Taiji “Whale Farm” will open in 5 years
Taiji, Wakayama, the birthplace of Japanese traditional whaling, is planning to open a “Whale Farm” where whales and dolphins are reared in a bay & visitors can interact with them. It is expected to open in 5 years time and draw 300,000 visitors per year. Criticised since (the premier of) a US movie which shot the traditional hunt with concealed cameras, Taiji is going to promote itself as “the town that coexisted with whales and dolphins for centuries.”
According to the plan, 40,000 square metres of Moriura Bay in the northwest of Taiji will be netted off to keep minke whales, pilot whales, and dolphins. Tourists will be able to interact with the whales & dolphins in a natural environment, where they can swim with trained dolphins or paddle about in sea kayaks.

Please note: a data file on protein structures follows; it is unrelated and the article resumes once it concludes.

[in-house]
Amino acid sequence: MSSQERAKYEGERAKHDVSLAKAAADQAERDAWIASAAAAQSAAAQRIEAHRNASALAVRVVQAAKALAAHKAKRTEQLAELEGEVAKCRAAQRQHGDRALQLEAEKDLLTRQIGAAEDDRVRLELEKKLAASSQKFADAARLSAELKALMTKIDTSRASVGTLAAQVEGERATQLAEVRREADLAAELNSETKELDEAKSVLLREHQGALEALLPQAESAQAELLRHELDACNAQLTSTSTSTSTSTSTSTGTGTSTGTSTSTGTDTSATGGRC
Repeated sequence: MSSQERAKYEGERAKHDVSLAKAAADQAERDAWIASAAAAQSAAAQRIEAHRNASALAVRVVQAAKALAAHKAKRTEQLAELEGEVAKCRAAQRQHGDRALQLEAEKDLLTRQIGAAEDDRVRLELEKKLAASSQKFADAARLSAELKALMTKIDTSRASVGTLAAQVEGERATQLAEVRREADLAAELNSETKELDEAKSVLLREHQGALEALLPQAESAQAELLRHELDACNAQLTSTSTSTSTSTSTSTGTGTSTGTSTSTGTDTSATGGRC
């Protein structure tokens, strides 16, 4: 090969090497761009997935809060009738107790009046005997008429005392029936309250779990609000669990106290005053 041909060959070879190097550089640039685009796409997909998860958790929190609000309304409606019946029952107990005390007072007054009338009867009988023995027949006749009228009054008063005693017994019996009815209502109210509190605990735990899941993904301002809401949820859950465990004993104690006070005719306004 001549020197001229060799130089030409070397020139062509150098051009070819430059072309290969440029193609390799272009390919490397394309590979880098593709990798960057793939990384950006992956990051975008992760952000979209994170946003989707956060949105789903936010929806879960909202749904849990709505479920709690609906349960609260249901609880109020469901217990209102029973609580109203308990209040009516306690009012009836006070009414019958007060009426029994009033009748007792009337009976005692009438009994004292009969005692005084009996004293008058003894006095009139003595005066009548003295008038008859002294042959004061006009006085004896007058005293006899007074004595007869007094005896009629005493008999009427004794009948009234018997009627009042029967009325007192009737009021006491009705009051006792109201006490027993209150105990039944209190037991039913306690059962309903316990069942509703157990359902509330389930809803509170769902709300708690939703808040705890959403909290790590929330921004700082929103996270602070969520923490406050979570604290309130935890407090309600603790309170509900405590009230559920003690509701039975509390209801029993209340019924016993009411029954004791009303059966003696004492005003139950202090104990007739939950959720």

The project is intended not simply to promote tourism, but also for research on cetaceans. It is planned to provide accommodation and research facilities, utilizing part of “Greenpia Nanki”, the closed resort facility near Moriura bay, and “Whale Beach Park” where Taiji Whale Museum stands. The idea is to designate the vicinity of the park as a “Research Area” open to researchers from Japan and abroad, while trying to breed cetaceans in the bay.
Taiji town authority will negotiate with the pearl farmers in the bay on the transfer of fishing rights.
As the first step of the plan, Kyo-maru No. 1 (812 tons), a decommissioned research whaling vessel that worked in the Antarctica, was put on display in the Whale Beach Park this month (Feb 2012). Over the next fiscal year, Taiji town will spend 250 million yen on improving the park and its surroundings.
Since Taiji’s drive fishery was criticised in the Oscar-winning US film “The Cove”, foreign anti-whaling groups have been harassing the fishermen.
“We would like to turn the criticism into an opportunity to tell the town’s history, and make the whole town into a whale-themed natural park and museum” said mayor Kazutaka Sangen.